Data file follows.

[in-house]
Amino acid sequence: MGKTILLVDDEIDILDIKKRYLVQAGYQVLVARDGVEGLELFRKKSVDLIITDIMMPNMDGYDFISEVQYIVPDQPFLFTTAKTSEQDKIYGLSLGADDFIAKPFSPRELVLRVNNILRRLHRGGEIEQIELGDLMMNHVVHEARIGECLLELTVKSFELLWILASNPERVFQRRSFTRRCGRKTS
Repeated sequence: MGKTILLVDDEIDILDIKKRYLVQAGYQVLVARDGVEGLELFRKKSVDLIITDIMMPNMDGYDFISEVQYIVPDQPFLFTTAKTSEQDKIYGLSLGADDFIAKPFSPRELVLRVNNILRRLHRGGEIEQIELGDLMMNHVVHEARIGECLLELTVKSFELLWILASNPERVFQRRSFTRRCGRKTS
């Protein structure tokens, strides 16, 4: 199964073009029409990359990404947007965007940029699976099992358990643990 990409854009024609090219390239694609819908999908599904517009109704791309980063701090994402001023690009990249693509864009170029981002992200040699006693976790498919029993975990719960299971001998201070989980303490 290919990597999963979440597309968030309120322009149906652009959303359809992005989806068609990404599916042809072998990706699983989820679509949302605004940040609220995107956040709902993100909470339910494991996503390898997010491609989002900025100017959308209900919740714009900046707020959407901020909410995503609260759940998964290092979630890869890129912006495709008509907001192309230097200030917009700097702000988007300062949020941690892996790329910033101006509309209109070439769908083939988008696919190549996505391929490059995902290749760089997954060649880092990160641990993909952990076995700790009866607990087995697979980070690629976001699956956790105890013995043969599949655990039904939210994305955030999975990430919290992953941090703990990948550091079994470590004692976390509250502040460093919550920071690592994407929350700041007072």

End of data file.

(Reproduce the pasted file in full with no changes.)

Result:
[in-house]
Amino acid sequence: MGKTILLVDDEIDILDIKKRYLVQAGYQVLVARDGVEGLELFRKKSVDLIITDIMMPNMDGYDFISEVQYIVPDQPFLFTTAKTSEQDKIYGLSLGADDFIAKPFSPRELVLRVNNILRRLHRGGEIEQIELGDLMMNHVVHEARIGECLLELTVKSFELLWILASNPERVFQRRSFTRRCGRKTS
Repeated sequence: MGKTILLVDDEIDILDIKKRYLVQAGYQVLVARDGVEGLELFRKKSVDLIITDIMMPNMDGYDFISEVQYIVPDQPFLFTTAKTSEQDKIYGLSLGADDFIAKPFSPRELVLRVNNILRRLHRGGEIEQIELGDLMMNHVVHEARIGECLLELTVKSFELLWILASNPERVFQRRSFTRRCGRKTS
């Protein structure tokens, strides 16, 4: 199964073009029409990359990404947007965007940029699976099992358990643990 990409854009024609090219390239694609819908999908599904517009109704791309980063701090994402001023690009990249693509864009170029981002992200040699006693976790498919029993975990719960299971001998201070989980303490 290919990597999963979440597309968030309120322009149906652009959303359809992005989806068609990404599916042809072998990706699983989820679509949302605004940040609220995107956040709902993100909470339910494991996503390898997010491609989002900025100017959308209900919740714009900046707020959407901020909410995503609260759940998964290092979630890869890129912006495709008509907001192309230097200030917009700097702000988007300062949020941690892996790329910033101006509309209109070439769908083939988008696919190549996505391929490059995902290749760089997954060649880092990160641990993909952990076995700790009866607990087995697979980070690629976001699956956790105890013995043969599949655990039904939210994305955030999975990430919290992953941090703990990948550091079994470590004692976390509250502040460093919550920071690592994407929350700041007072």